It’s very different now. I have my own business and manage my own time. I think having a family has made me a better worker. I can’t believe how much mums fit into their days. I’m ashamed to think I ever considered myself busy before I experienced the challenges of fitting a career around two young boys.

 What are your day-to-day challenges as a mum? My kids are older now – I have two at high school and one about to start year six – so I rarely get a sleepless night or tantrum now. (Although the fourteen-year-old has his moments!)The challenge is the same, although the circumstances have changed. That is, feeling pulled in many directions at once. When I have a lot of work on, I feel guilty for telling my kids, ‘just give me another half an hour,’ and sending them, hang-dog, back to the sofa.

When I’m finished with work, I feel guilty about taking ten minutes to sit and do nothing because I feel I should be doing another load of washing or sorting out that messy cupboard.

When the kids were little, they were often sick and any mum will know it’s impossible to get anything done when your feverish tot needs endless cuddles. I have written articles all night to meet deadlines. When I look back on those days now, I don’t quite know how I did it.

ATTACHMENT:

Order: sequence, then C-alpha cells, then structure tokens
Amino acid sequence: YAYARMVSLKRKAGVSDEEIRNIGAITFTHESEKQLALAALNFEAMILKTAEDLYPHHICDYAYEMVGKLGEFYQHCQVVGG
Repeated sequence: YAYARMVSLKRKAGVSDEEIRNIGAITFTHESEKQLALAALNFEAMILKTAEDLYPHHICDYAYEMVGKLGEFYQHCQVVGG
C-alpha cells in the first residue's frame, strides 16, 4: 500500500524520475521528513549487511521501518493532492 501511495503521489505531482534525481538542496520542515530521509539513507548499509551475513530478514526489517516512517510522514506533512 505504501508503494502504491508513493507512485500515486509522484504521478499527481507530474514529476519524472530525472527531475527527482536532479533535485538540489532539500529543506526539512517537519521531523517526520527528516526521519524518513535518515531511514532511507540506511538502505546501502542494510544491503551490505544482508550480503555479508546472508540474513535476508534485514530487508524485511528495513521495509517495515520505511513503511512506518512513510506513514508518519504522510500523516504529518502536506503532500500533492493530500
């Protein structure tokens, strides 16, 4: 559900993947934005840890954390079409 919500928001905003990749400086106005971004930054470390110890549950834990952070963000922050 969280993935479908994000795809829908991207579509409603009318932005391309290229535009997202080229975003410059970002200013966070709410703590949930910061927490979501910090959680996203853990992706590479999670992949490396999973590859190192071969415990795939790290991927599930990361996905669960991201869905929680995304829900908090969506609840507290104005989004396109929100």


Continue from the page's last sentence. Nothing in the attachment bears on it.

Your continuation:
Now, I try to get my work finished before the afternoon school run (sometimes I still have to work later). But it’s important I’m present for the boys, at least for part of the evenings, helping them with homework. Then they all have hobbies – my eldest is quite a serious guitarist and the younger two have shifting interests. I want to give them as many opportunities as possible, but sometimes it’s tricky to get one to rock-climbing, one to music and the other to swimming at the same time.

What would you most like to change about your current situation? That’s a tough one! My life is busy but happy. I feel as though I fit a lot into each day and that’s mainly because I’m always in a rush.I tend to squeeze time for myself into the gaps between other things. I make the most of the school runs, for example, when the kids aren’t there, when I’ve dropped them off or before I collect them – listening to a song I like in the car, or catching up on phone calls with friends. So, I suppose the one thing I’d change is the pace of life. Something slightly more sedate would be nice, where I'm not doing three things at one, racing out the door with wet hair, coffee in a travel mug on no breakfast!